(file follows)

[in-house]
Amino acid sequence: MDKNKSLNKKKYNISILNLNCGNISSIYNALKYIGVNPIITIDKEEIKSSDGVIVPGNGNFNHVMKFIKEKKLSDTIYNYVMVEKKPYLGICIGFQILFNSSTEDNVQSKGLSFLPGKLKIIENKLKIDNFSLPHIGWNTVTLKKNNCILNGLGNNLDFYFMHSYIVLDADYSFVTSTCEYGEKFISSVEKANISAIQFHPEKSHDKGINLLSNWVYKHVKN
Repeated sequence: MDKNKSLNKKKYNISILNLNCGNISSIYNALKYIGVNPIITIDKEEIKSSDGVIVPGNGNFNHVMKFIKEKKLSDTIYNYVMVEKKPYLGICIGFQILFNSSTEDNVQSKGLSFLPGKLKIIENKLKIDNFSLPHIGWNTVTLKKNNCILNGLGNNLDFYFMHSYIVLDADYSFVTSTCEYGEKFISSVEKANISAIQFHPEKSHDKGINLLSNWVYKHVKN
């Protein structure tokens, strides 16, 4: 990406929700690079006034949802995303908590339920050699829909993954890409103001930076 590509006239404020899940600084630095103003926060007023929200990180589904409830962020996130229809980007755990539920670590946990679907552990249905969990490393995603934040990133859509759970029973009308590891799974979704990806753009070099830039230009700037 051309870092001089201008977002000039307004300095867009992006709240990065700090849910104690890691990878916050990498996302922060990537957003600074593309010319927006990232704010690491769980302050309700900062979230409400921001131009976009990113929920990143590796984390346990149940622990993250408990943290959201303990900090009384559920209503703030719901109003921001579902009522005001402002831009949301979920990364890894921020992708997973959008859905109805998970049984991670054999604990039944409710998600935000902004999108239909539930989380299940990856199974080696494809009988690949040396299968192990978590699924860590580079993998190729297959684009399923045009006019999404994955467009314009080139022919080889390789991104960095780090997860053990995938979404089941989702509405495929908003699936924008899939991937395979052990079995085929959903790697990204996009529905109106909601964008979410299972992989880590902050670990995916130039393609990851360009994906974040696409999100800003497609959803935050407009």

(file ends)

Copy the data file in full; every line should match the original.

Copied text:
[in-house]
Amino acid sequence: MDKNKSLNKKKYNISILNLNCGNISSIYNALKYIGVNPIITIDKEEIKSSDGVIVPGNGNFNHVMKFIKEKKLSDTIYNYVMVEKKPYLGICIGFQILFNSSTEDNVQSKGLSFLPGKLKIIENKLKIDNFSLPHIGWNTVTLKKNNCILNGLGNNLDFYFMHSYIVLDADYSFVTSTCEYGEKFISSVEKANISAIQFHPEKSHDKGINLLSNWVYKHVKN
Repeated sequence: MDKNKSLNKKKYNISILNLNCGNISSIYNALKYIGVNPIITIDKEEIKSSDGVIVPGNGNFNHVMKFIKEKKLSDTIYNYVMVEKKPYLGICIGFQILFNSSTEDNVQSKGLSFLPGKLKIIENKLKIDNFSLPHIGWNTVTLKKNNCILNGLGNNLDFYFMHSYIVLDADYSFVTSTCEYGEKFISSVEKANISAIQFHPEKSHDKGINLLSNWVYKHVKN
């Protein structure tokens, strides 16, 4: 990406929700690079006034949802995303908590339920050699829909993954890409103001930076 590509006239404020899940600084630095103003926060007023929200990180589904409830962020996130229809980007755990539920670590946990679907552990249905969990490393995603934040990133859509759970029973009308590891799974979704990806753009070099830039230009700037 051309870092001089201008977002000039307004300095867009992006709240990065700090849910104690890691990878916050990498996302922060990537957003600074593309010319927006990232704010690491769980302050309700900062979230409400921001131009976009990113929920990143590796984390346990149940622990993250408990943290959201303990900090009384559920209503703030719901109003921001579902009522005001402002831009949301979920990364890894921020992708997973959008859905109805998970049984991670054999604990039944409710998600935000902004999108239909539930989380299940990856199974080696494809009988690949040396299968192990978590699924860590580079993998190729297959684009399923045009006019999404994955467009314009080139022919080889390789991104960095780090997860053990995938979404089941989702509405495929908003699936924008899939991937395979052990079995085929959903790697990204996009529905109106909601964008979410299972992989880590902050670990995916130039393609990851360009994906974040696409999100800003497609959803935050407009």